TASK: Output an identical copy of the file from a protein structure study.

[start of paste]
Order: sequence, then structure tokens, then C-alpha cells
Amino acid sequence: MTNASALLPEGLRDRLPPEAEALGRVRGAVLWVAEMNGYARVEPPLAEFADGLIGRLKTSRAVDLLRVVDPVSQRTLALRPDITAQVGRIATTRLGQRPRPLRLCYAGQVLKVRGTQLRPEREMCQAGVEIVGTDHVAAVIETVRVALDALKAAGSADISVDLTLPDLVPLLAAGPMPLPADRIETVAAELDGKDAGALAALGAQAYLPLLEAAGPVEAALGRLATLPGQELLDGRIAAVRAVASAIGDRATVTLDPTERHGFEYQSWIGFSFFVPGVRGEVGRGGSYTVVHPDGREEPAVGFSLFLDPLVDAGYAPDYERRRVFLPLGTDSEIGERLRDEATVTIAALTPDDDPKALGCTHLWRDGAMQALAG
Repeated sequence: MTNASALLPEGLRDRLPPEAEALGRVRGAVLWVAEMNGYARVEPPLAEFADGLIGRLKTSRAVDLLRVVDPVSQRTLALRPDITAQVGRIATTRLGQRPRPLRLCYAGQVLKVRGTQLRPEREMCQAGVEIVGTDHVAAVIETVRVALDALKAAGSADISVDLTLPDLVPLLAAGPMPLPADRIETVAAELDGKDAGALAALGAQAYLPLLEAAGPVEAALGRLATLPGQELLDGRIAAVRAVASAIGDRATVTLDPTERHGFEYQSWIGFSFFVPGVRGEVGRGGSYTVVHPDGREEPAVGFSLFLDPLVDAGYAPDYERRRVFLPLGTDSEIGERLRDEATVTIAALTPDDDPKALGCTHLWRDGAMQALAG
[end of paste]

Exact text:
Order: sequence, then structure tokens, then C-alpha cells
Amino acid sequence: MTNASALLPEGLRDRLPPEAEALGRVRGAVLWVAEMNGYARVEPPLAEFADGLIGRLKTSRAVDLLRVVDPVSQRTLALRPDITAQVGRIATTRLGQRPRPLRLCYAGQVLKVRGTQLRPEREMCQAGVEIVGTDHVAAVIETVRVALDALKAAGSADISVDLTLPDLVPLLAAGPMPLPADRIETVAAELDGKDAGALAALGAQAYLPLLEAAGPVEAALGRLATLPGQELLDGRIAAVRAVASAIGDRATVTLDPTERHGFEYQSWIGFSFFVPGVRGEVGRGGSYTVVHPDGREEPAVGFSLFLDPLVDAGYAPDYERRRVFLPLGTDSEIGERLRDEATVTIAALTPDDDPKALGCTHLWRDGAMQALAG
Repeated sequence: MTNASALLPEGLRDRLPPEAEALGRVRGAVLWVAEMNGYARVEPPLAEFADGLIGRLKTSRAVDLLRVVDPVSQRTLALRPDITAQVGRIATTRLGQRPRPLRLCYAGQVLKVRGTQLRPEREMCQAGVEIVGTDHVAAVIETVRVALDALKAAGSADISVDLTLPDLVPLLAAGPMPLPADRIETVAAELDGKDAGALAALGAQAYLPLLEAAGPVEAALGRLATLPGQELLDGRIAAVRAVASAIGDRATVTLDPTERHGFEYQSWIGFSFFVPGVRGEVGRGGSYTVVHPDGREEPAVGFSLFLDPLVDAGYAPDYERRRVFLPLGTDSEIGERLRDEATVTIAALTPDDDPKALGCTHLWRDGAMQALAG